It is happening…

16th February 2017 | victorlonu

The Life of a Pastor is a series for grassroots pastors’ seminars. This series is the result of research done in Kenya, Malawi, and the Democratic Republic of Congo. While the pilot test is underway, we already see positive signs of transformation. Let me remind the topics of the seminars. Seminar I: Pastor and his/her family; Seminar II: Pastor and his/her congregation; Seminar III: Pastor and his/her calling; Seminar IV: Pastor and his or her skills/ability to equip others.

Some stories of transformation:


The two seminars we have had so far are fruitful. Many time pastors do not notice that they have to balance ministry and family. This was my case. Before the seminars, I was not able to differentiate between my ministry and my family. I gave almost all of my time for ministry and ignored my family. After the seminars, I am now able to balance between ministry and family and have resolved (1) To spend time with my family as husband and father; to provide for my family needs as the bread winner. To meet the needs of my family I have established a small business of selling vegetables and raising chicken. Now my children can get eggs every day and I have already sold some chicken to meet other needs of the family; (2) Total rest with my family on Mondays. On Mondays, I no longer do anything relating to ministry; it’s time for my family. When appropriate, I take my family out for lunch or drink. It is my time to joke with my wife. I have learned to create time for my children, praying for them in the morning before they go to school. These seminars have responded to timely issue, addressing what I was going through. I do not know how my situation could be if the seminars did not come to us.


Before the seminars, I was actually totally dependent on my children. They used to do everything for me: House rent, water, etc. After we went through the first seminar, I shared with my children what we have learned and we started putting things together. My children said that that seminar was “an eye opener.” We started putting resources together. I am now running a food ward; I am a food vendor offering food to one of our schools in Bridge School Kangundo. Because of what I am doing, I am somehow now financially stable. Another thing is that I have a breakthrough with my children. We can sit down and talk together. Initially, they used to say that they should put a limit in what they talk to a pastor. Now we are free and talk as a family, implementing things together.

I thank God for the seminars. What I would say is that in the near future, if we will have more seminars like these, I want to believe that the stories of the pastor will change. Many are times where pastors are related with poverty, believing that their needs are to be met through offerings and what we need to get from the church is all that we need to have as resource. But now, we can put ideas together and start something to generate incomes. Now in Kangundo, I can say like Paul, I am a good tent maker and tomorrow, I know, I will be better. I am no longer relying on believers. I thank God for the seminars.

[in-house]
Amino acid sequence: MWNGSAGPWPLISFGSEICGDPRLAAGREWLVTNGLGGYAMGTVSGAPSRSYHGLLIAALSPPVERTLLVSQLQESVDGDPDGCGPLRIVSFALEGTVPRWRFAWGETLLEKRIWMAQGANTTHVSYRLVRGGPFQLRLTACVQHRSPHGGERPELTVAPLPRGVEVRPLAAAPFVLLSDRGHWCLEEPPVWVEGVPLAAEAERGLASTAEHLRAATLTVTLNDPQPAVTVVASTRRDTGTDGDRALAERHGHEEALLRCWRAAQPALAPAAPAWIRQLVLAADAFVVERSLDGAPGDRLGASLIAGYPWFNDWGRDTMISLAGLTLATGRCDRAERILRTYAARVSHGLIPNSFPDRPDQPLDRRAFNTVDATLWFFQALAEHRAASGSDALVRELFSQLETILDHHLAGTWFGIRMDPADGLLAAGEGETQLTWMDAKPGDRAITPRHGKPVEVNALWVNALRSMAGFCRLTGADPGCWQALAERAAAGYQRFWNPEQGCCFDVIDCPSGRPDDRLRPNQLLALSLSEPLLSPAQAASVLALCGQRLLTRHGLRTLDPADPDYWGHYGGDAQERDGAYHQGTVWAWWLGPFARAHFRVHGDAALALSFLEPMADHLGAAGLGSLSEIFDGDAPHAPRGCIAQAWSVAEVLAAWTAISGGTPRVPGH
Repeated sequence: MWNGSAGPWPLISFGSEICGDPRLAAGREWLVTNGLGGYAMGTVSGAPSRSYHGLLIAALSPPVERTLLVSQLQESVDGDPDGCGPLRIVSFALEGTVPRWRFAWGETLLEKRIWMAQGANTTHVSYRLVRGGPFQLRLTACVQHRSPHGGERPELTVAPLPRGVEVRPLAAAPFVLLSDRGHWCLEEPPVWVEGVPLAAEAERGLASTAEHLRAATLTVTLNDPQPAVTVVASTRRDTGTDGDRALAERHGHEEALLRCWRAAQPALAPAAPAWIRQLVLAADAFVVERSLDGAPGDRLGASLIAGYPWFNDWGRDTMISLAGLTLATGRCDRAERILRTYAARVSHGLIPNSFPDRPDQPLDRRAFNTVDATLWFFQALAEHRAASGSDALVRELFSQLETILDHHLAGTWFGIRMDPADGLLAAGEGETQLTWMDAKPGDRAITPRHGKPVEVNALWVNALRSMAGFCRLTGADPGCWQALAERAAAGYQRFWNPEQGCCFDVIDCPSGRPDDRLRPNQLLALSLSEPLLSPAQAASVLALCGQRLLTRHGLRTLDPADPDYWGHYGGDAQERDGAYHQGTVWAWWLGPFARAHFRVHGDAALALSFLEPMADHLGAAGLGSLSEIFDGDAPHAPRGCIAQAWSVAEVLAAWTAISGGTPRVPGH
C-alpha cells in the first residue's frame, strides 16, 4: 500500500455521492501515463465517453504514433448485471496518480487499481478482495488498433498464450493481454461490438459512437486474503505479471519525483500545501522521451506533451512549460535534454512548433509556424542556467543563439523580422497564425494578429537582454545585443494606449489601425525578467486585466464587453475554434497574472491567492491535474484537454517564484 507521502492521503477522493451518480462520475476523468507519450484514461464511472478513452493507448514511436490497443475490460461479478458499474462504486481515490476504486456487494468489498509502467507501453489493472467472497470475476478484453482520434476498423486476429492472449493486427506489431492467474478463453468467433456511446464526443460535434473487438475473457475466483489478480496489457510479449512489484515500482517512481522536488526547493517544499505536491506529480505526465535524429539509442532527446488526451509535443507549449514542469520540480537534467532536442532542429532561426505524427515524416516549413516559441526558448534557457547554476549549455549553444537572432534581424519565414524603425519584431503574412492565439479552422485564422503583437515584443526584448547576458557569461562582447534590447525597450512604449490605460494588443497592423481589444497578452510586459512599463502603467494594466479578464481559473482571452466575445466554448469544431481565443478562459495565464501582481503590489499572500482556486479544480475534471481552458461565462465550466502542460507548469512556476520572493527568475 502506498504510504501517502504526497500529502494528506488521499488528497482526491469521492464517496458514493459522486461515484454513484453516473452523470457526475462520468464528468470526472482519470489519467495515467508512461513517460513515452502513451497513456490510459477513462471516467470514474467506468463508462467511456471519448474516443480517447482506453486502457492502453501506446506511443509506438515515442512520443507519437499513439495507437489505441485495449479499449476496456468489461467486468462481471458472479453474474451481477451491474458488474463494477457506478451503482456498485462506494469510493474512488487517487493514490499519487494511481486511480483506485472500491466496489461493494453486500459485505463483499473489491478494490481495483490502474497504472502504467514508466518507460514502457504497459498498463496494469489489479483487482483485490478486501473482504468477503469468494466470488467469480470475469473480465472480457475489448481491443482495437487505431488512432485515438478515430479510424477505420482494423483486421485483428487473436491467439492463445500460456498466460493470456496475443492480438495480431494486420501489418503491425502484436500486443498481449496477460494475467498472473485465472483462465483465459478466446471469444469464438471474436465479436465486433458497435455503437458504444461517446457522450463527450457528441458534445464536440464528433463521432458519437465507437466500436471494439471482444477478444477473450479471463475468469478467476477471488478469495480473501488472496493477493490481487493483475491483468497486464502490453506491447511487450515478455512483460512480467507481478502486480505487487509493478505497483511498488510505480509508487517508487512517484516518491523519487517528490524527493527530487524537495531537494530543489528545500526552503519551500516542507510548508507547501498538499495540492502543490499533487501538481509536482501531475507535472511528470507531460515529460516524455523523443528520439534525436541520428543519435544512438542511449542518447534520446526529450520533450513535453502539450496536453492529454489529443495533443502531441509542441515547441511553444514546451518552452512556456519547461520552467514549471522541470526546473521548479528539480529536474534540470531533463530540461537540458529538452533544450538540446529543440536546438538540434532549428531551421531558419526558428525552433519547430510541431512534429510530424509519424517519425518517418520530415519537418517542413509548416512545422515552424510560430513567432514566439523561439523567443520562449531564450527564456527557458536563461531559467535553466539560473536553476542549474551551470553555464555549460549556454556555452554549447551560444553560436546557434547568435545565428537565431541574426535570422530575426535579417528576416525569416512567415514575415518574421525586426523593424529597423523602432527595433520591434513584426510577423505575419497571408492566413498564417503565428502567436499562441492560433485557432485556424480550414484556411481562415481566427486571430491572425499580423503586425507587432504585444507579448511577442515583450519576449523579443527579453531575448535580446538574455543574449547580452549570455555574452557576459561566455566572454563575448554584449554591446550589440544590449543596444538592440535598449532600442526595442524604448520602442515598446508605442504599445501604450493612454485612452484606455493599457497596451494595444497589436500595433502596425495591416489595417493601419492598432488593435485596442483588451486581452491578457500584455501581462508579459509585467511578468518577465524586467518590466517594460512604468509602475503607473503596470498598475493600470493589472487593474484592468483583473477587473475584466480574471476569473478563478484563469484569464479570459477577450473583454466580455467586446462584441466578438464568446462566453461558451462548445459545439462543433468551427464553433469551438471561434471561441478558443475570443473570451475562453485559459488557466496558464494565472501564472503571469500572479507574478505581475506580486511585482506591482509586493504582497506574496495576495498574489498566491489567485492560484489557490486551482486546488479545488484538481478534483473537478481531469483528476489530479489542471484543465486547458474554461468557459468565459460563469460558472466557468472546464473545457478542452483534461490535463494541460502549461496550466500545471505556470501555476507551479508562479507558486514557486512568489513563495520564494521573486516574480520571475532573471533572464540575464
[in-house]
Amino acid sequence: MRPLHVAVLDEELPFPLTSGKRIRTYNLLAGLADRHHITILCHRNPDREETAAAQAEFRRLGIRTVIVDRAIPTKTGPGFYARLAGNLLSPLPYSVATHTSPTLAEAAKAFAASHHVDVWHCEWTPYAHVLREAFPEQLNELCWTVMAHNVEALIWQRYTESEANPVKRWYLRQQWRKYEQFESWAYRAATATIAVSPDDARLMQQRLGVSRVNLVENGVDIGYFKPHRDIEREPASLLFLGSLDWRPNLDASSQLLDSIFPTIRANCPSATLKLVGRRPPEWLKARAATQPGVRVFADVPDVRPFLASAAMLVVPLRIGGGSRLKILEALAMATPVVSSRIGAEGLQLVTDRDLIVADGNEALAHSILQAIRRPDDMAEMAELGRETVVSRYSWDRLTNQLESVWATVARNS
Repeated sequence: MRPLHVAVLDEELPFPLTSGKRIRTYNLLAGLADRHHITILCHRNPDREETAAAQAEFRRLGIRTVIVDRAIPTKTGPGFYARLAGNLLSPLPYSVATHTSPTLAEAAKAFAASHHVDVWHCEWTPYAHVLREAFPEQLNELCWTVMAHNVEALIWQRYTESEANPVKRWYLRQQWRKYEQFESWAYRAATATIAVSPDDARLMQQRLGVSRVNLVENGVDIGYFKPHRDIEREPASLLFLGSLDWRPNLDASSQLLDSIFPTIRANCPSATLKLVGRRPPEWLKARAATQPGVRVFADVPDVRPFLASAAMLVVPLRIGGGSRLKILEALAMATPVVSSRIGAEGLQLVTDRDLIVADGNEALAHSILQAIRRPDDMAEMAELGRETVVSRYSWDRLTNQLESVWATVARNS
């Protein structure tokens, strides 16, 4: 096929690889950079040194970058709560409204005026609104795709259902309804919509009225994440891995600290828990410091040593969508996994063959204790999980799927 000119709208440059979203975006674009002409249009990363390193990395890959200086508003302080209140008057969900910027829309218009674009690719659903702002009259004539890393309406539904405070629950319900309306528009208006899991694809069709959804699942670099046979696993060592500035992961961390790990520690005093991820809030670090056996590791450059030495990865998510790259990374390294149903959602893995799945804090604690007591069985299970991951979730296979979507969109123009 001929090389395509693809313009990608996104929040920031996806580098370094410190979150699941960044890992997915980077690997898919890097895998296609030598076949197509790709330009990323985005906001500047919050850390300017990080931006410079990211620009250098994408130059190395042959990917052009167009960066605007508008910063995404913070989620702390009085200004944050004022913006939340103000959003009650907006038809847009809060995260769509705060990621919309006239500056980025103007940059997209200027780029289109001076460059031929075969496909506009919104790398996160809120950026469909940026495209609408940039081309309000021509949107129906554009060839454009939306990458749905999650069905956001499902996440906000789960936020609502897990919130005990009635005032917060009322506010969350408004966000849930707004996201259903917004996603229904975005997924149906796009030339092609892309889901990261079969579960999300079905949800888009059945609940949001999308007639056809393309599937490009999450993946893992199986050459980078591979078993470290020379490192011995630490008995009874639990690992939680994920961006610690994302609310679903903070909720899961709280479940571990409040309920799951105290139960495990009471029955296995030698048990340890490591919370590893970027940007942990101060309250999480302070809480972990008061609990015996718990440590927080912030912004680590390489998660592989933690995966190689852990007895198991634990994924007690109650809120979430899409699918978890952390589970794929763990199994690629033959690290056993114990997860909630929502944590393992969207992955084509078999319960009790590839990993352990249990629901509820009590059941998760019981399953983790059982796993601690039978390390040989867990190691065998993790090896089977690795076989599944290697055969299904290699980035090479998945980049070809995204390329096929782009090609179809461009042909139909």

Before the two seminars there are many things I did not know to balance my calling and myself as a pastor. The workshops have transformed me how I go about my calling, personal life, and ministry. In the first place, we were able to understand our calling and in the second seminar we learned how we can effectively run the ministry. I have discovered a lot of things, especially in the second workshop where we discussed how we can begin to earn some income as well as we do ministry, because if the family is not comfortable and is not at peace as long as running it is concerned, ministry cannot be effective. Therefore, we were taught how we can do small businesses while running the ministry. I went home and talked about this with my wife. We started before a small business and were thinking about how to grow it and have saving some money because our children are growing up and very soon they will join high school. That small business that was inspired by this workshop is doing very good and we are doing some savings and we are looking forward to take our first born in high school after 3 years. We are expecting to have another workshop that will about the pastor and his marriage. We are expecting that out of this workshop to know how best we can live together each one with her or his spouse. As these workshops continue, we plan to do as many workshops as we can. Apart from us attending the workshops, we are also planning to take these seminars to the church because what we are learning should translate to what is happening in the church. Therefore, my expectation is that we will able to run these workshops to the local churches. For example, from the last seminar, we had to answer some questions that were about how we are relating to the community. I directly took these questions to the church to find out what the community is expecting from the church so that the church becomes effective to the community. I know and expect that these workshops will continue to help us.

The ARA process is a tool, not just a complex concept, that leads to transformation. If presented in a simple way to the grassroots pastors, it helps them to experience change, not only in their ministry, but in their daily life: ARA becomes part of the life. From what they have experienced, Seminar IV will help them to build ARA skills to train others.

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